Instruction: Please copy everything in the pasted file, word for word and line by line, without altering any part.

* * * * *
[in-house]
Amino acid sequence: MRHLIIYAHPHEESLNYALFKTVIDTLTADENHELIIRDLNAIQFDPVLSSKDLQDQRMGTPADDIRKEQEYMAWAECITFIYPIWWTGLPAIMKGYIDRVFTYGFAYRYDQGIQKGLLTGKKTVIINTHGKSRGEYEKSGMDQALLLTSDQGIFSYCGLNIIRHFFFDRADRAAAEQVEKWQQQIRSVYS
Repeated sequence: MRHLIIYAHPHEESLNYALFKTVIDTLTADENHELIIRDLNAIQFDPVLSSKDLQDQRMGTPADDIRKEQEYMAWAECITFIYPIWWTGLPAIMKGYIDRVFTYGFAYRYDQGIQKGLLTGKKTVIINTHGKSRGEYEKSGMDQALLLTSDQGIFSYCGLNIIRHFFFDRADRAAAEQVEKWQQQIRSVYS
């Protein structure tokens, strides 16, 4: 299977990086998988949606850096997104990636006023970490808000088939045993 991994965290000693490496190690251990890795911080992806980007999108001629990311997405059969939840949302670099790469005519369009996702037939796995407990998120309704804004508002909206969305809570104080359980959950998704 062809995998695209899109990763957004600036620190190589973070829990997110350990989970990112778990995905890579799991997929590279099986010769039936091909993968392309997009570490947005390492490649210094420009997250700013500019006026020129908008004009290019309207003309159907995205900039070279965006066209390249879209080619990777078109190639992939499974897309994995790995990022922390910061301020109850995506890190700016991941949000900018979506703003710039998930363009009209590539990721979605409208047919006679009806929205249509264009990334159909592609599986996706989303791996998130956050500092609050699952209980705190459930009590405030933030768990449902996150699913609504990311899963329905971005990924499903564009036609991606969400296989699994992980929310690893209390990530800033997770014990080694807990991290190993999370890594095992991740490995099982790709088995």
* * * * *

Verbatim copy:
[in-house]
Amino acid sequence: MRHLIIYAHPHEESLNYALFKTVIDTLTADENHELIIRDLNAIQFDPVLSSKDLQDQRMGTPADDIRKEQEYMAWAECITFIYPIWWTGLPAIMKGYIDRVFTYGFAYRYDQGIQKGLLTGKKTVIINTHGKSRGEYEKSGMDQALLLTSDQGIFSYCGLNIIRHFFFDRADRAAAEQVEKWQQQIRSVYS
Repeated sequence: MRHLIIYAHPHEESLNYALFKTVIDTLTADENHELIIRDLNAIQFDPVLSSKDLQDQRMGTPADDIRKEQEYMAWAECITFIYPIWWTGLPAIMKGYIDRVFTYGFAYRYDQGIQKGLLTGKKTVIINTHGKSRGEYEKSGMDQALLLTSDQGIFSYCGLNIIRHFFFDRADRAAAEQVEKWQQQIRSVYS
């Protein structure tokens, strides 16, 4: 299977990086998988949606850096997104990636006023970490808000088939045993 991994965290000693490496190690251990890795911080992806980007999108001629990311997405059969939840949302670099790469005519369009996702037939796995407990998120309704804004508002909206969305809570104080359980959950998704 062809995998695209899109990763957004600036620190190589973070829990997110350990989970990112778990995905890579799991997929590279099986010769039936091909993968392309997009570490947005390492490649210094420009997250700013500019006026020129908008004009290019309207003309159907995205900039070279965006066209390249879209080619990777078109190639992939499974897309994995790995990022922390910061301020109850995506890190700016991941949000900018979506703003710039998930363009009209590539990721979605409208047919006679009806929205249509264009990334159909592609599986996706989303791996998130956050500092609050699952209980705190459930009590405030933030768990449902996150699913609504990311899963329905971005990924499903564009036609991606969400296989699994992980929310690893209390990530800033997770014990080694807990991290190993999370890594095992991740490995099982790709088995």